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Conn. Woman One Of The First Two Female Ranger School Grads

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(Photo by Sgt. Vincent Fusco/Dir. of Public Affairs and Communications
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Flickr/west_point

A Connecticut woman is among the first two female soldiers to ever graduate from the U.S. Army's Ranger School.

Captain Kristen Griest of Orange, Connecticut and 1st Lt. Shaye Haver of Texas were scheduled to graduate today alongside 94 male soldiers at Fort Benning, Georgia.

The two-month Ranger course tests soldiers' ability to overcome fatigue, hunger, and stress during combat operations. The Army opened Ranger School to female soldiers for the first time this year as part of the military's push to open more combat jobs to women.

Griest is a graduate of West Point. She's now a military police officer and served in Afghanistan. Sean Mahon was her track coach at Amity High School, where Griest was captain of the team.

"One of our sayings on our team way back then was it's kind of fun to do the impossible. And it's great to see people take that theme and take it outside the school walls of Amity and take it with them in life to do what they want to do in life" he said.

Susan Cambria has lived just a few houses down from the Griest family since Kristen Griest was a young girl. She says her daughter, Joanna, and Griest have been best friends since they were two years old. Cambria knows Greist as a determined young woman.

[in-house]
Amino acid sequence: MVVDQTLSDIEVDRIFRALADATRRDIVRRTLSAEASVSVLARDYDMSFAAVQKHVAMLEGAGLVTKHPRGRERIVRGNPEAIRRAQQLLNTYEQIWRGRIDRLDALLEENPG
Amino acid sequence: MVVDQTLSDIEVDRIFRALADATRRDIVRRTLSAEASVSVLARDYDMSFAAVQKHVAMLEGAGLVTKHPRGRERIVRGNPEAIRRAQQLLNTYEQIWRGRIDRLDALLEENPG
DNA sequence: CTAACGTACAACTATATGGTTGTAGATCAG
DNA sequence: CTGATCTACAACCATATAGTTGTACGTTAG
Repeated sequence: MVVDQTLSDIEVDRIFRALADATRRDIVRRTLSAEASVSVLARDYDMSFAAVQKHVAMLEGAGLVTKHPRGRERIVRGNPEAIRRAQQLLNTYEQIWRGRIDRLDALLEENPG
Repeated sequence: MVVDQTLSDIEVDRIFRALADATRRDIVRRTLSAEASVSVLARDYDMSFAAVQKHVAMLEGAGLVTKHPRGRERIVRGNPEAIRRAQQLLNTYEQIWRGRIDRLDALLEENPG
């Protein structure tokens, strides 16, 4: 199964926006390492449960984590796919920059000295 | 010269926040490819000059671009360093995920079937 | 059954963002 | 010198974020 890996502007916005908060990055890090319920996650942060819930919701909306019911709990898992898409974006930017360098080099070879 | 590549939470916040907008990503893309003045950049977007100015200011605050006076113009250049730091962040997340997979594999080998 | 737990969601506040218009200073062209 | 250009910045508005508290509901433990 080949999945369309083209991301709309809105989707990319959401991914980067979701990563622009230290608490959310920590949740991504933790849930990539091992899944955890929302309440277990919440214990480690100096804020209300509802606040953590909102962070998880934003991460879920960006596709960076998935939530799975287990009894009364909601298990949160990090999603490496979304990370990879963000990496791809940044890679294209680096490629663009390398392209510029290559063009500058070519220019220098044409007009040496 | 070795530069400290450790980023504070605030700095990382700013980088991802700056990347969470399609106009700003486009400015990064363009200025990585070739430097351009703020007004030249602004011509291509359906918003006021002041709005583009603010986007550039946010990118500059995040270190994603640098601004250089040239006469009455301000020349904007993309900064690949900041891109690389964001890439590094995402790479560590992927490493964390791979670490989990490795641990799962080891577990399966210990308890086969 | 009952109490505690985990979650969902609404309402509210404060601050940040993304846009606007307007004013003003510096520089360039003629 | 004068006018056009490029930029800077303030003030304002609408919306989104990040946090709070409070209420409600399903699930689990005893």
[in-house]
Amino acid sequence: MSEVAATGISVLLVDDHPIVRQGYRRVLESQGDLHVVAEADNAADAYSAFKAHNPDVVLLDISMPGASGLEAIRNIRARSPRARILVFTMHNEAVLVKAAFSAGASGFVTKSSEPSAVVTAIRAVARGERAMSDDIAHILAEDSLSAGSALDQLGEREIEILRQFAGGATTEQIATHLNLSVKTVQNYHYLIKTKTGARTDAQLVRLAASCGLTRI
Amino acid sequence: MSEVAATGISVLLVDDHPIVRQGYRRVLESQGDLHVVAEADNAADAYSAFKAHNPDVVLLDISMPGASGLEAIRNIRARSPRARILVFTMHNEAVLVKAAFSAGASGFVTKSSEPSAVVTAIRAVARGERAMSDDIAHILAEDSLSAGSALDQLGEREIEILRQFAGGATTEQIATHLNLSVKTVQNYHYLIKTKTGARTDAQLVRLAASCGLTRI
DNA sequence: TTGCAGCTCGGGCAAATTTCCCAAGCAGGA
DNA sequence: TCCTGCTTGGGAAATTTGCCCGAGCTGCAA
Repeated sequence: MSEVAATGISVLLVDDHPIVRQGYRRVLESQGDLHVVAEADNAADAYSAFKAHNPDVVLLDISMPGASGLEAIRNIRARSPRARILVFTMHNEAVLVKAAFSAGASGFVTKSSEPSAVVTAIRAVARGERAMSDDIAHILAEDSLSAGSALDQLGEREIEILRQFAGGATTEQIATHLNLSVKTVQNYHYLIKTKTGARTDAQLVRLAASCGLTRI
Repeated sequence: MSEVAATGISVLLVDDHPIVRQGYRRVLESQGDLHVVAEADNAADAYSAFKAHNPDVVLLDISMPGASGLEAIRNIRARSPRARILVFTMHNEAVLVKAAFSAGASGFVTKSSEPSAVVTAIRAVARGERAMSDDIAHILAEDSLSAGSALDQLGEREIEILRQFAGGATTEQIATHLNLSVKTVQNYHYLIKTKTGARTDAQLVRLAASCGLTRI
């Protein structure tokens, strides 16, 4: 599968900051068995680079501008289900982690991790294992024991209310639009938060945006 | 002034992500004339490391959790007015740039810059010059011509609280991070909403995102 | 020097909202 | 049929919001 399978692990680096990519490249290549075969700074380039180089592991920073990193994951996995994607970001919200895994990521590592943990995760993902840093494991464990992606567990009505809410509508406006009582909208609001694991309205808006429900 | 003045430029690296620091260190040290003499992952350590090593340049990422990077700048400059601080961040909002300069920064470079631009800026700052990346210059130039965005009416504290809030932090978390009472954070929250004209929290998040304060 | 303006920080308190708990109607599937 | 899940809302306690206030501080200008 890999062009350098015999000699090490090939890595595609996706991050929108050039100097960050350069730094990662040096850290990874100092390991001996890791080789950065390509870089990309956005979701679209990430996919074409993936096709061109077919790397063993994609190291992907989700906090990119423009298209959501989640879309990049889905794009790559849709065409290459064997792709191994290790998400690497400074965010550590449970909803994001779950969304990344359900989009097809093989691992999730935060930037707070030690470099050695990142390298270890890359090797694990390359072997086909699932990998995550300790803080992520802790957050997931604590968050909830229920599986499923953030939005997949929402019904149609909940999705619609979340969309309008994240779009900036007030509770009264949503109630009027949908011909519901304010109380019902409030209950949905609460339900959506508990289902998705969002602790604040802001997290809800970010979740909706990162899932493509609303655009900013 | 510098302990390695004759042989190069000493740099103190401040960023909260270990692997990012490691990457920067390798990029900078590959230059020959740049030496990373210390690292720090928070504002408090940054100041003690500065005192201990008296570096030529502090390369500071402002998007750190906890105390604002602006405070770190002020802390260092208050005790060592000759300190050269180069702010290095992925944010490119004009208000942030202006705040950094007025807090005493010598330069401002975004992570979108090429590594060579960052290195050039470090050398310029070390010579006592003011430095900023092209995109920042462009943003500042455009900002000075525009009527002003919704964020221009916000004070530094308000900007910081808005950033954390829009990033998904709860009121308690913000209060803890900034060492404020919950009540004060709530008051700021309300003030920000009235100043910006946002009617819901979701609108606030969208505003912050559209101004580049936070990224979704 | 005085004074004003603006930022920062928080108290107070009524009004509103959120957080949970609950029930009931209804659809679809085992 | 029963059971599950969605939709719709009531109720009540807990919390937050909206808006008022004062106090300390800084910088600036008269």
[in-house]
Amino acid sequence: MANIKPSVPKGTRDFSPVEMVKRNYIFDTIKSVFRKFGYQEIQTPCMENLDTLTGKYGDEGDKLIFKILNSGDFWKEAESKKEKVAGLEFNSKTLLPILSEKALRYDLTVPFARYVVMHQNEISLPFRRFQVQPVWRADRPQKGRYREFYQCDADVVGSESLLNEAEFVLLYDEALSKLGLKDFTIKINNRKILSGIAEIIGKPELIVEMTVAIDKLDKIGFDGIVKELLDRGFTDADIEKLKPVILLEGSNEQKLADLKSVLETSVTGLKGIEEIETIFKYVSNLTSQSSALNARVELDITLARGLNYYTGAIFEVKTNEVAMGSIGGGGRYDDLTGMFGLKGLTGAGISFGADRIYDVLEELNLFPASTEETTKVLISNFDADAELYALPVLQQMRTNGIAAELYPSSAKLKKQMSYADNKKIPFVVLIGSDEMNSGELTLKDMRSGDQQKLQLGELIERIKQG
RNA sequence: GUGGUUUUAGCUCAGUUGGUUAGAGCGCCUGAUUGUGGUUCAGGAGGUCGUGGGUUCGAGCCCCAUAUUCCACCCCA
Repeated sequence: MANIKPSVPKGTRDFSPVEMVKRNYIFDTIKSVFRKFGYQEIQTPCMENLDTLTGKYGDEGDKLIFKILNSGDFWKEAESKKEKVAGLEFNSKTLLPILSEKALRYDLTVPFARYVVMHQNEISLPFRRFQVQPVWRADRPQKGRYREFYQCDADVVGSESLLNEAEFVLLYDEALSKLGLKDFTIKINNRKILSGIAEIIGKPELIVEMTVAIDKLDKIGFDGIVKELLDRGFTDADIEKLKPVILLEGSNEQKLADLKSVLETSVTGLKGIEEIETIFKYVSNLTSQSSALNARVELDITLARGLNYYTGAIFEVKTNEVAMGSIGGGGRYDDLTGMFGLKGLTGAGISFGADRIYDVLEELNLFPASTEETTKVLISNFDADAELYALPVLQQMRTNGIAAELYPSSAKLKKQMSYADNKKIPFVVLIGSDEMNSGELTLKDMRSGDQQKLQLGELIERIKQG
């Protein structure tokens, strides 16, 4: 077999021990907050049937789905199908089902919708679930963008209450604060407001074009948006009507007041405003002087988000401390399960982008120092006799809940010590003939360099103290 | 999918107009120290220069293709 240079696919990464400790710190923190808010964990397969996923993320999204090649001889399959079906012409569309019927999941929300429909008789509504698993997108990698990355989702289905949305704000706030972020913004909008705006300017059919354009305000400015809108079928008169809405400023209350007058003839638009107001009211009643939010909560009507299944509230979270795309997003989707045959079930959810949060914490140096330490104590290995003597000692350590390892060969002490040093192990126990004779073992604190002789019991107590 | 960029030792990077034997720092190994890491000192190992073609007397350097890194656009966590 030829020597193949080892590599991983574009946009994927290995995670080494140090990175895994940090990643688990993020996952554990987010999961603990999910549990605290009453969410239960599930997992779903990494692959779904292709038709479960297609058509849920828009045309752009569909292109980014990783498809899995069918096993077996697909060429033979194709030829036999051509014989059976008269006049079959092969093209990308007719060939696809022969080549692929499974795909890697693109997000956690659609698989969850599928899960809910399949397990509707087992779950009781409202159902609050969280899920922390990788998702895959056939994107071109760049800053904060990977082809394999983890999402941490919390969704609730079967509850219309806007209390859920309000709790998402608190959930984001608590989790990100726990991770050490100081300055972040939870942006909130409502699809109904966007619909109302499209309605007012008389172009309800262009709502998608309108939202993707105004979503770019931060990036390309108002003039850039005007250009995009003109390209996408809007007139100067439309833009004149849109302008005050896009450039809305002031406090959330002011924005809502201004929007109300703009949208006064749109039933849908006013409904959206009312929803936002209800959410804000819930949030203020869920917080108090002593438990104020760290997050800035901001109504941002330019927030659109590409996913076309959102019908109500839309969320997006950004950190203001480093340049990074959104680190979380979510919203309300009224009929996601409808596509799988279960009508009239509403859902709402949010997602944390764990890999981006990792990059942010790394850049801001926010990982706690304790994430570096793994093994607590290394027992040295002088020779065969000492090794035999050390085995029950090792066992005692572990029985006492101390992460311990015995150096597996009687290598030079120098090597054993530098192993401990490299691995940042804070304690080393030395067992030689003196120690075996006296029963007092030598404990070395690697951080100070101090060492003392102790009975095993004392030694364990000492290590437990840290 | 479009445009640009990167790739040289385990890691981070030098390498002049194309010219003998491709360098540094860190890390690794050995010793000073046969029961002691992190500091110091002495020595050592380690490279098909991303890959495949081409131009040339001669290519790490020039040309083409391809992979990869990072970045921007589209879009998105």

“She wasn’t the kid in high school that everyone said, 'oh, she is the star of every sport,' but she’s always been active and she’s someone who’s quietly determined," Cambria said. "And she, without fanfare, she decides what she’s going to do and she gets it done, and she does it well.”

Cambria says when Griest was deployed to Afghanistan in 2013 she looked forward to working as a Military Police officer.

“She was excited to be going there. She was studying Farsi and she was going to be working with Afghan women and she was very happy to be able to do that. And she did not see this as something scary, as we did. It was just exciting. It’s exciting to see what she was able to do and what she’s done for all women,” Cambria said.

Cambria said Greist has never shied away from something that’s difficult, including the Ranger test.

In a joint statement, the families of the two women said they were just like all the soldiers in their graduating class: "happy, relieved, and ready for some good food and sleep."

Cassandra Basler, a former senior editor at WSHU, came to the station by way of Columbia Journalism School in New York City. When she's not reporting on wealth and poverty, she's writing about food and family.